Snow Monkeys

’ producer and cinematographer Joe Pontecorvo and his wife Nimmida sought to capture the life of Japanese Macaques deep within the snow-covered mountains of Northern Japan, in a valley named Jigokudani, meaning “Hell Valley,” which is also referred to as the Japanese Alps.

Liam Neeson narrates this intimate look at the family life of macaques when Snow Monkeys aired in April and again in July -- and is now also available for online viewing in it’s entirety on YouTube.

This two-person film crew followed one specific snow monkey troop (160 members in total) for nearly two years to film the unique social behavior of this communal primate society- with a surprised bonus of being able to document the bonding of one very unlikely pair within the group.

While females play an important role in any Macaque tribe, this documentary centers on the  number-one Alpha member of the group called Kuro-san and one very low-ranking but adventuresome youngster called Hiro. As a young leader still new to the job, when we first meet Kuro-san he appears to be a solitary soul who’s not yet learned any social skills. Standoffish and somewhat of a curmudgeon, he’s not a warm-and-fuzzy type of commander-in-chief.

Hiro, on the other hand who appears totally oblivious to his low-ranking standing in the group reaches out to the reticent and solitary leader, forming a lasting bond that the Pontecorvo’s were able to capture in some very endearing moments.

While Hiro’s behavior is an out-of-the-box gesture, it’s received by Kuro-san in a way that's compassionate and life-altering -- after only a couple of seasons. Over this time, the leader finds a new confidence and Hiro assumes a position and respect from his fellow tribe members, well above his birthright.

The cinematography in this PBS Nature documentary follows the troop through all four seasons beginning in early winter experiencing all the difficulties and dangers the harsh snows present.  Brutal winter storms can last for days, and the snow monkeys including Kuro-San and Hiro have learned that survival depends on keeping friends and family close. Their refuge in the hot springs provides them with warmth and also serves as a respite where they can communicate and groom their fellow troop members.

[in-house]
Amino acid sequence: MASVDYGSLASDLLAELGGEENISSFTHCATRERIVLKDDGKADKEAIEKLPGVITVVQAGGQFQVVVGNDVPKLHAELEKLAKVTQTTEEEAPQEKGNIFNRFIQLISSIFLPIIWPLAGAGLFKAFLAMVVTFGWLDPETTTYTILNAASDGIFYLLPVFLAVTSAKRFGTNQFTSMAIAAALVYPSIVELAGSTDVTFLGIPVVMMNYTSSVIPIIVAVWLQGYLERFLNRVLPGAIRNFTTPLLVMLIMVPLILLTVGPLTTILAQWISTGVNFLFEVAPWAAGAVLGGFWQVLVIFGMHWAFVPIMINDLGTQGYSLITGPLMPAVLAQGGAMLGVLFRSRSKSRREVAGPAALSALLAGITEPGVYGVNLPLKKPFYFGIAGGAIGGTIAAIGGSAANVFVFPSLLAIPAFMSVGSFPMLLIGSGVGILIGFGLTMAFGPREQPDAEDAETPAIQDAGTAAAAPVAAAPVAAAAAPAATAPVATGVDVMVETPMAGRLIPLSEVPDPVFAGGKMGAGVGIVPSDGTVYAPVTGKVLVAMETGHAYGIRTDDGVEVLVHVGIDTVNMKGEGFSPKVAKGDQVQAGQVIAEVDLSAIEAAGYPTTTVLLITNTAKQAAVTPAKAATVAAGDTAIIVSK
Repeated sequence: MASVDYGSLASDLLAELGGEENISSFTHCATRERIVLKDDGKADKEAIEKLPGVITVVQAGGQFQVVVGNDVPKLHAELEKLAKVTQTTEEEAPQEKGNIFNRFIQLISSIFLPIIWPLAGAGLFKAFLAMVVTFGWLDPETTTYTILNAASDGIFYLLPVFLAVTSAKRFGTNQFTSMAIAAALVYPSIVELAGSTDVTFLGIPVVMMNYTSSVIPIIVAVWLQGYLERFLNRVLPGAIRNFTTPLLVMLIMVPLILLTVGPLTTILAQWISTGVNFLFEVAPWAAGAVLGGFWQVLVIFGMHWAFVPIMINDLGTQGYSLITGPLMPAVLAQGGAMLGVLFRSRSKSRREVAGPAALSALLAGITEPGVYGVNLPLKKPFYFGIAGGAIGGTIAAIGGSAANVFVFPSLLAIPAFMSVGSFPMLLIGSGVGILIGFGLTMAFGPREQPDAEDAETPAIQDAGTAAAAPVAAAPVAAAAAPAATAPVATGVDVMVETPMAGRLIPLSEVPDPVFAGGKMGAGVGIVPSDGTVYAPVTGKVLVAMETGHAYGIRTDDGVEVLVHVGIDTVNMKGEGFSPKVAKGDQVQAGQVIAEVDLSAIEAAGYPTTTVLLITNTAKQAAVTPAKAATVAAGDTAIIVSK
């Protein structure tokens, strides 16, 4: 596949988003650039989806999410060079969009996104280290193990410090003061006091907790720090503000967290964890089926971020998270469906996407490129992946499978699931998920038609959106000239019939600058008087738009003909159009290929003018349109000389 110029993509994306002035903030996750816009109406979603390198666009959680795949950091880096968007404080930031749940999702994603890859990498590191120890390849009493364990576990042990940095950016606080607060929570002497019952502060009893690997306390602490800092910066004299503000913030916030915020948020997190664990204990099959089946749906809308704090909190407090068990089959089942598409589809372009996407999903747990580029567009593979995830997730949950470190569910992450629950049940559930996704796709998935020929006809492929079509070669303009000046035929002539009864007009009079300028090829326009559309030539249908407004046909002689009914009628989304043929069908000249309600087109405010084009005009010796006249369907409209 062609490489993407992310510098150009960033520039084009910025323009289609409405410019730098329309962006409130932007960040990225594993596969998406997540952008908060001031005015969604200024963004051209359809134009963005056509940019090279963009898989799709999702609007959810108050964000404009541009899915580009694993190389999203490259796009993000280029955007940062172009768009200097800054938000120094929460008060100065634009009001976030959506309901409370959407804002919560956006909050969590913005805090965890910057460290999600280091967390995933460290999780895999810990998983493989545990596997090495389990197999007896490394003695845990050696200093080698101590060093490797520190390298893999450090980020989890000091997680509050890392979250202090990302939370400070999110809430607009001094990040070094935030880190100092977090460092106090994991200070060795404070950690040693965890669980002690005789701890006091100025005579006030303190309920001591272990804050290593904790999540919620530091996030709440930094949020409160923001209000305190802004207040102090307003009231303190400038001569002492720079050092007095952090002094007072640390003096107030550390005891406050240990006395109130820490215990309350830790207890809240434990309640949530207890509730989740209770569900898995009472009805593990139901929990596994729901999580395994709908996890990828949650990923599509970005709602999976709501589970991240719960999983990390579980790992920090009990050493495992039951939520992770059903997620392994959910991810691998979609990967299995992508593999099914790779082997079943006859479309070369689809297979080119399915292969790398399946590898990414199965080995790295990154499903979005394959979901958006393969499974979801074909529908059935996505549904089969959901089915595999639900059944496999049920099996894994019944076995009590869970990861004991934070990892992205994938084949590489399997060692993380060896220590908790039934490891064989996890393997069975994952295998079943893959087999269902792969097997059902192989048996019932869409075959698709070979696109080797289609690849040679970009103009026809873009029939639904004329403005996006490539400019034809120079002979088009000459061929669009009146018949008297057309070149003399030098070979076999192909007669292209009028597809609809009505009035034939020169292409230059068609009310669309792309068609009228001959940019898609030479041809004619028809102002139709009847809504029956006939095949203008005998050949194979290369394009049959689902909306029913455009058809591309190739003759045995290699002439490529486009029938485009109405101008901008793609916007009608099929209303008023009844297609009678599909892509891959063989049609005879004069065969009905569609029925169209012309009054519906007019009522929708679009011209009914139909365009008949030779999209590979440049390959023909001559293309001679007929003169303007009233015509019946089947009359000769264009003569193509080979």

Spring produces fresh growth in the forest and new babies to care for by the females. Summer brings rain and flowers in full bloom, while cooler water in the hot springs turns into perfect summer swimming holes for the energetic youngsters.  With the changing colors of Fall, the mating seasons arrives.  Behavior is by turns edgy, aggressive and affectionate. The entire troop forages, readying themselves for the return of winter.

When Joe and Nimmida were asked during the intermission of the PBS showing of Snow Monkeys if they’d like to return and film a sequel, they indicated they would especially like to revisit this particular group to see how they changed over time - especially how the relationship between the leader and his number-one fan has matured and perhaps taken on new meaning.

Knowing that males have a tendency to leave their initial troop when they seek out females to mate with, it would be great to learn if Hiro moves on to a new troop but maintains some of his unique out-of-the-box thinking - like this curious little rascal!